KIEV, Ukraine — Though it’s running about five years behind its Eastern neighbor, Russia — and seeming light years behind its Western one, Poland — Ukraine’s film scene is at last showing some signs of emerging from a catastrophic decade.
The native pic industry was in such a state of stagnation that last year only one native feature was completed, and the annual Arsenal award for best local pic went unawarded for the second year in a row.
This year, while the score is no higher, with only Dmitry Tomashpolsky’s comedy “Hi, Everybody” finished, another two projects are actually in final stages of post-production. Of greater international significance is arthouser Kira Muratova’s “Second-Class People,” currently wrapping at her native Odessa studios and set for a Berlin bow if it’s ready in time.
And after years of state neglect, changes in government ranks look set to bring a kinder climate.
That’s allowed Anna Chmil, who controls cinema financing, to at least lobby for 6 million gryvna ($1.1 million) for production funds toward a slate of six low-budget pics by young directors as well as another $200,000 for a program of debut shorts.
Funding will come partly from a proposed levy on ticket and cassette sales, which should come onto the statutes next year. Ukraine is also set to enter Euroimages in 2001, which Chmil hopes will give a boost to co-production activity.
On the legal front, the successful transfer of a share of Crimea’s Yalta studios into the hands of Russian investors has paved the way for future privatizations, with Odessa’s studio likely to be sold in a year’s time. Kiev’s Dovzhenko outfit, which boasts one of the world’s largest stages, will stay firmly in state hands, but is already benefiting from a $500,000 facility-upgrade grant that came through after new prime minister Victor Yushenko made a recent visit.
Screen count up
The local exhib scene is expanding as well, after Kiev’s Kinopalace group opened a 1,950-seat venue in February, the flagship in a chain that includes another 300-seater in Kiev and a couple of other regional cities.
Though Kinopalace director Anton Pugach is currently facing attention from anti-monopoly enforcers for the group’s 31% market share, such domination isn’t likely to continue for long. Alexander Rodnyansky, prexy of territory’s top commercial TV channel 1+1, is aiming to expand into exhibition and plans 10 screens around the country, while Finnish conglom FinnKino, which is busy in the Baltics, is also investigating Kiev development possibilities.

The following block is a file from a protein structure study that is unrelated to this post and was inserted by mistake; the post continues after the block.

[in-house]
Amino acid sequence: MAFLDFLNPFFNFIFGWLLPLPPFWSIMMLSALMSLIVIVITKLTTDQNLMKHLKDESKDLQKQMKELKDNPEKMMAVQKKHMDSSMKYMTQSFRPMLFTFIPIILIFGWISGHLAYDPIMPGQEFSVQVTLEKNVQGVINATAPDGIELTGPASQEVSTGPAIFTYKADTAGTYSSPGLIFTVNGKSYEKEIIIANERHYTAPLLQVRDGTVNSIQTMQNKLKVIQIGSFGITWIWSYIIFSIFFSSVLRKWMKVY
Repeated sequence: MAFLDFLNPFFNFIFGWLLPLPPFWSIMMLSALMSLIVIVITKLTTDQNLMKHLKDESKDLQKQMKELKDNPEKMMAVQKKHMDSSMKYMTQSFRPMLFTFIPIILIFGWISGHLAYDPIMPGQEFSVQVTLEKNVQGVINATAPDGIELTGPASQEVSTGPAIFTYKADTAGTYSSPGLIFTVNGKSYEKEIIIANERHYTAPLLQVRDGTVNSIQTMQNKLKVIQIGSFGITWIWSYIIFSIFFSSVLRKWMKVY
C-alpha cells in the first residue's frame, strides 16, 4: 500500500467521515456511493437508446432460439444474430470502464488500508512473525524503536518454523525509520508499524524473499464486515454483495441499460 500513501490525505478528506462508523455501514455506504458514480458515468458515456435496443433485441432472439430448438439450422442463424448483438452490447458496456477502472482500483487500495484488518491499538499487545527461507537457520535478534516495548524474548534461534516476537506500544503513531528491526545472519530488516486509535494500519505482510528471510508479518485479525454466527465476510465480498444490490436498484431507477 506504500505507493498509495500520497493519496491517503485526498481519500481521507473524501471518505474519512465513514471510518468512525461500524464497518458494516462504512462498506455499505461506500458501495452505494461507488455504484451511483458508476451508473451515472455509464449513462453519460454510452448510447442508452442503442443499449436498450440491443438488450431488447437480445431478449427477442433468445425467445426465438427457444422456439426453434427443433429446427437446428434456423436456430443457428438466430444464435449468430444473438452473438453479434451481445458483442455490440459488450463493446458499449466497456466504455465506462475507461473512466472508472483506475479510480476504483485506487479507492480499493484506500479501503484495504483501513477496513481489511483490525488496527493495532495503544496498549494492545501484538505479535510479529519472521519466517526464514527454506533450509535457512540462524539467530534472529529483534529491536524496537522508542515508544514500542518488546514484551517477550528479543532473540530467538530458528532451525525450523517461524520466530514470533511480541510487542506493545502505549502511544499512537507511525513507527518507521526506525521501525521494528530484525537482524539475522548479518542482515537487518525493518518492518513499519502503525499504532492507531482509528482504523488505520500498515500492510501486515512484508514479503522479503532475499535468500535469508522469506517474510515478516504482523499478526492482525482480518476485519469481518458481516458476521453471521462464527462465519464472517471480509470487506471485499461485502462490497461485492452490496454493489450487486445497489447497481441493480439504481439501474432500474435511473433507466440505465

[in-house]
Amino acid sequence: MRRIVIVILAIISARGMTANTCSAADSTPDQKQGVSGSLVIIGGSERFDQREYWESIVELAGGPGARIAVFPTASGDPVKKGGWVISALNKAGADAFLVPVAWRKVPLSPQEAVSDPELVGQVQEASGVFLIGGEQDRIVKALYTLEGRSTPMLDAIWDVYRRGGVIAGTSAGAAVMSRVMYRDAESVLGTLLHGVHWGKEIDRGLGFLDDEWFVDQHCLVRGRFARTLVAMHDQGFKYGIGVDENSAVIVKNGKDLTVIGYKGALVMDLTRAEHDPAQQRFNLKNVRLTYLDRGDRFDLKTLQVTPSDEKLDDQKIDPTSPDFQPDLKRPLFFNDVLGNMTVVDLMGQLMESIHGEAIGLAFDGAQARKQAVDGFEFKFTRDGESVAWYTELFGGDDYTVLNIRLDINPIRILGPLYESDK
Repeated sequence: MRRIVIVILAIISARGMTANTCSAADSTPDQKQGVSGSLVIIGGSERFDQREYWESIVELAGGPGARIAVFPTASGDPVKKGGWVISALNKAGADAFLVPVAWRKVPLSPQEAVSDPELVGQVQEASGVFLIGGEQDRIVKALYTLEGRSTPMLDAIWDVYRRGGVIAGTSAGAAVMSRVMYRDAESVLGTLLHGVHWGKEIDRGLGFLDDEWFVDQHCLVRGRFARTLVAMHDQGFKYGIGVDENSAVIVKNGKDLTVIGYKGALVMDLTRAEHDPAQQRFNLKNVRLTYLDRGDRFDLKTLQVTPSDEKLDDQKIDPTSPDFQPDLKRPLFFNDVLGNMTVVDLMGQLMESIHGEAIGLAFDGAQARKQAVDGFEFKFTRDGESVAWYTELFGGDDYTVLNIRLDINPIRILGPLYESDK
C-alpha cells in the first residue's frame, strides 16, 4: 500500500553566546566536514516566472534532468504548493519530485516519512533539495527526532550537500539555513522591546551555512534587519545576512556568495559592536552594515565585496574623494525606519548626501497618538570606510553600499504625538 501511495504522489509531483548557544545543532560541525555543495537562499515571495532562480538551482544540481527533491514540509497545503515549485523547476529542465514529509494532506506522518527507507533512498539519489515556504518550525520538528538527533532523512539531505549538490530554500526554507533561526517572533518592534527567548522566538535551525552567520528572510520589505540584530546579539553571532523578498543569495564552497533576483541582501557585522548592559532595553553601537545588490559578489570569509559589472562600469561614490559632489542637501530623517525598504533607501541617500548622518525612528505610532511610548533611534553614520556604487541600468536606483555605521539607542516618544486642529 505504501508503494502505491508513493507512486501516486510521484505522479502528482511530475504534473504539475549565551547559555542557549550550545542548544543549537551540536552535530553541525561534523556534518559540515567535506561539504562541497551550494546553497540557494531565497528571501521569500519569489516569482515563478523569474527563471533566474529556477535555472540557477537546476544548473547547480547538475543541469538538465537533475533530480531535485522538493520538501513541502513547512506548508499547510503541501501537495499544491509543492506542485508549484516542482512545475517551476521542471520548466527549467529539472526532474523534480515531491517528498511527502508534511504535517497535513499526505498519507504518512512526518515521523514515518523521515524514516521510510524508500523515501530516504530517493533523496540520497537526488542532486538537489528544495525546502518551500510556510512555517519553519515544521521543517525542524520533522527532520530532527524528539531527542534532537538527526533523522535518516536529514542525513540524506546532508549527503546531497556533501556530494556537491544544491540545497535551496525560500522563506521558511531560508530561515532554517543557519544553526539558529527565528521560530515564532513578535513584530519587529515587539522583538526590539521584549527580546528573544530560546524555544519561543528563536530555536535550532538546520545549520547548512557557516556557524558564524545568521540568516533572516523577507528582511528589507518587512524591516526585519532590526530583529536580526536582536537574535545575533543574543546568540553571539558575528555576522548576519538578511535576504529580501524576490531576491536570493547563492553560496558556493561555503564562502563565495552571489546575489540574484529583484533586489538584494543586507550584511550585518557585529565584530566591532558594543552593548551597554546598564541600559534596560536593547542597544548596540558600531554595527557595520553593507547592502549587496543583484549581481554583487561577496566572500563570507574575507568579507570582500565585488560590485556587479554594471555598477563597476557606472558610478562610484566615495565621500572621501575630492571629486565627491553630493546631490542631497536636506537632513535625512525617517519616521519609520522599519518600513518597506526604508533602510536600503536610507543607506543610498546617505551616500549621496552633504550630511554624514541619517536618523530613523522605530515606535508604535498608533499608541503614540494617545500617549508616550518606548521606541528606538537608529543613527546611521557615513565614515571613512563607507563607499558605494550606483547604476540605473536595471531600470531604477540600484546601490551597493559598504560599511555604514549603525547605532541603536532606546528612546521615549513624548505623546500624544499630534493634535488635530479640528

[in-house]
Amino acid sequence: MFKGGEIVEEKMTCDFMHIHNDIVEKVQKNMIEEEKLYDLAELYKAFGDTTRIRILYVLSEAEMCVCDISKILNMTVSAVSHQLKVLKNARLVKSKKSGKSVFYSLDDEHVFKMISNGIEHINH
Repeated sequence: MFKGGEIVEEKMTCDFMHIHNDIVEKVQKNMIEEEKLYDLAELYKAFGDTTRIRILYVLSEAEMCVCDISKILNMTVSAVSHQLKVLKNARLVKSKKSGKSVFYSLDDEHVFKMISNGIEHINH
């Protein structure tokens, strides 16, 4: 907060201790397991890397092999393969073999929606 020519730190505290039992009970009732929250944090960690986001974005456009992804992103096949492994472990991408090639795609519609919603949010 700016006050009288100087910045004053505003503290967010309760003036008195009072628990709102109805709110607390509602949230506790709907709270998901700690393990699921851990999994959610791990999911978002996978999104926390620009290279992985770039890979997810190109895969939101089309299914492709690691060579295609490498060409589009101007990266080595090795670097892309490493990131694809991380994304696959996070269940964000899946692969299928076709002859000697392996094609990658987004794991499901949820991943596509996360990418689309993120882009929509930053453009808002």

While exhib facilities may at last be approaching European standards, Kinopalace’s Pugach admits Kiev box office returns are more unpredictable. Patriotic hits from Russia (Nikita Mikhalkov’s “The Barber of Siberia”) and Poland (Jerzy Hoffman’s “With Fire and Sword,” which was exhibbed by 1+1) have topped recent box office, at least giving hope that the upcoming Ukrainian historical epic “The Black Council” will score with local auds.
However, acquisition deals so far are largely through Moscow, and low box office means they stick with Russian-language prints — a significant problem in western parts of the country, where Ukrainian-language activists are protesting what they see as continuing cultural domination of their one-time invader.
Kiev’s surprise mainstream hit was Luc Besson’s “The Messenger,” helped by strong local interest in star Milla Jovovich, who hails from the city.
Traditional full houses at Kiev’s annual Molodist fest, which ran its 30th edition in October, are at least one sign that local interest in the film scene hasn’t died. The event scrapes by on organizers’ enthusiasm plus pittance state support of $36,000, aided this year only by a last-minute sponsorship from Lucky Strike.
Fest’s finale looked more hopeful than usual, however. In a surprise move, Yushenko came by to present the main prize to “Stand-Bye,” a feature debut from French-Ukrainian helmer Roch Stefanik.